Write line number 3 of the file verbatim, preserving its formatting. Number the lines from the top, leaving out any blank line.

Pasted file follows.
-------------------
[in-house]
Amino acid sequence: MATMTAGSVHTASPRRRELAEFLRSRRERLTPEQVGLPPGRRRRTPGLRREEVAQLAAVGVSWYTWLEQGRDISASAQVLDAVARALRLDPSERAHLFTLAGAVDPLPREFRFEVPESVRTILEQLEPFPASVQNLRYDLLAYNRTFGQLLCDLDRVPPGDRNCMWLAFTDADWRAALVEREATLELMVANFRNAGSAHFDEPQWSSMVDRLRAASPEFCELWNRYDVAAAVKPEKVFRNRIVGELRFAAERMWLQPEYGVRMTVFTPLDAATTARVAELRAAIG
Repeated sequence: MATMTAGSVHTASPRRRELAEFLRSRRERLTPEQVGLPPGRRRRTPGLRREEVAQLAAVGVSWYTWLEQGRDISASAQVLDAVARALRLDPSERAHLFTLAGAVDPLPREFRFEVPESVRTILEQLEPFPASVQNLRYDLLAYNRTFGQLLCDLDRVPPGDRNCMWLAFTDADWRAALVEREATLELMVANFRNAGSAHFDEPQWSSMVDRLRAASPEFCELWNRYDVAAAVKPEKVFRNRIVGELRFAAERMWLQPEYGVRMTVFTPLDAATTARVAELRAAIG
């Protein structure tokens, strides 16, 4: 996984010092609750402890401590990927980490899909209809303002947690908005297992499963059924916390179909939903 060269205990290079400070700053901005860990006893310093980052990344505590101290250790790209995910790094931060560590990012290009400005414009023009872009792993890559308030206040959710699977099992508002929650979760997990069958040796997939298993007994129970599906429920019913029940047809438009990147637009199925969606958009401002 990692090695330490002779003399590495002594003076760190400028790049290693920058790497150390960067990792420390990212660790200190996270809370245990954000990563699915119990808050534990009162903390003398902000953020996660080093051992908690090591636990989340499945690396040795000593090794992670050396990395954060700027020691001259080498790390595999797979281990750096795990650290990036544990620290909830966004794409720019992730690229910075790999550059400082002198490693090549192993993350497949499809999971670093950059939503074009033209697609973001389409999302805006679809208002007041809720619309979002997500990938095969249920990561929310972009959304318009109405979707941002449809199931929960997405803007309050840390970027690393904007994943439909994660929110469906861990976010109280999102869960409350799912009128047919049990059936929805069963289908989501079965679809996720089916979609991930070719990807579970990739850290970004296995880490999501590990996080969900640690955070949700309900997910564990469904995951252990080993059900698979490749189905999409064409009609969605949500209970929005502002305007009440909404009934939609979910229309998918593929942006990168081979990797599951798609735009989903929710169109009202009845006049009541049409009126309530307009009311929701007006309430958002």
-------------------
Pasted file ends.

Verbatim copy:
Repeated sequence: MATMTAGSVHTASPRRRELAEFLRSRRERLTPEQVGLPPGRRRRTPGLRREEVAQLAAVGVSWYTWLEQGRDISASAQVLDAVARALRLDPSERAHLFTLAGAVDPLPREFRFEVPESVRTILEQLEPFPASVQNLRYDLLAYNRTFGQLLCDLDRVPPGDRNCMWLAFTDADWRAALVEREATLELMVANFRNAGSAHFDEPQWSSMVDRLRAASPEFCELWNRYDVAAAVKPEKVFRNRIVGELRFAAERMWLQPEYGVRMTVFTPLDAATTARVAELRAAIG